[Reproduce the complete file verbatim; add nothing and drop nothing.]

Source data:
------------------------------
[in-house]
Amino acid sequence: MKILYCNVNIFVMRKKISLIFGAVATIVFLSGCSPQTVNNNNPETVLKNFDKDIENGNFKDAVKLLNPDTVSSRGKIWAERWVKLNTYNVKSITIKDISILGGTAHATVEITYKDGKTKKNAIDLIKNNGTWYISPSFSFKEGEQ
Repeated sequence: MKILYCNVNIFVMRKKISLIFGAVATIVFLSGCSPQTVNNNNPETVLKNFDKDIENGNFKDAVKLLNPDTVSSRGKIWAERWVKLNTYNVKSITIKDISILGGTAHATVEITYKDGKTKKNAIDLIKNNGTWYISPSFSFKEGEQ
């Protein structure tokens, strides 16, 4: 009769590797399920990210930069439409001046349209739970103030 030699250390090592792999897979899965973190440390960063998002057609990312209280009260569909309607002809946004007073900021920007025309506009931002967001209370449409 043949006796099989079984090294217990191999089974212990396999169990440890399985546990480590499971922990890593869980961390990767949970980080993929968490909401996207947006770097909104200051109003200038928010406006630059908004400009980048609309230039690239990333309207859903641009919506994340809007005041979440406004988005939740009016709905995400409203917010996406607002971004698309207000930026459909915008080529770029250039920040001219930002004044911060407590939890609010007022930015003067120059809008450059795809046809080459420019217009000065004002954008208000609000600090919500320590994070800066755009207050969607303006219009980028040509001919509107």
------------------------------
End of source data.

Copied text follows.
[in-house]
Amino acid sequence: MKILYCNVNIFVMRKKISLIFGAVATIVFLSGCSPQTVNNNNPETVLKNFDKDIENGNFKDAVKLLNPDTVSSRGKIWAERWVKLNTYNVKSITIKDISILGGTAHATVEITYKDGKTKKNAIDLIKNNGTWYISPSFSFKEGEQ
Repeated sequence: MKILYCNVNIFVMRKKISLIFGAVATIVFLSGCSPQTVNNNNPETVLKNFDKDIENGNFKDAVKLLNPDTVSSRGKIWAERWVKLNTYNVKSITIKDISILGGTAHATVEITYKDGKTKKNAIDLIKNNGTWYISPSFSFKEGEQ
């Protein structure tokens, strides 16, 4: 009769590797399920990210930069439409001046349209739970103030 030699250390090592792999897979899965973190440390960063998002057609990312209280009260569909309607002809946004007073900021920007025309506009931002967001209370449409 043949006796099989079984090294217990191999089974212990396999169990440890399985546990480590499971922990890593869980961390990767949970980080993929968490909401996207947006770097909104200051109003200038928010406006630059908004400009980048609309230039690239990333309207859903641009919506994340809007005041979440406004988005939740009016709905995400409203917010996406607002971004698309207000930026459909915008080529770029250039920040001219930002004044911060407590939890609010007022930015003067120059809008450059795809046809080459420019217009000065004002954008208000609000600090919500320590994070800066755009207050969607303006219009980028040509001919509107």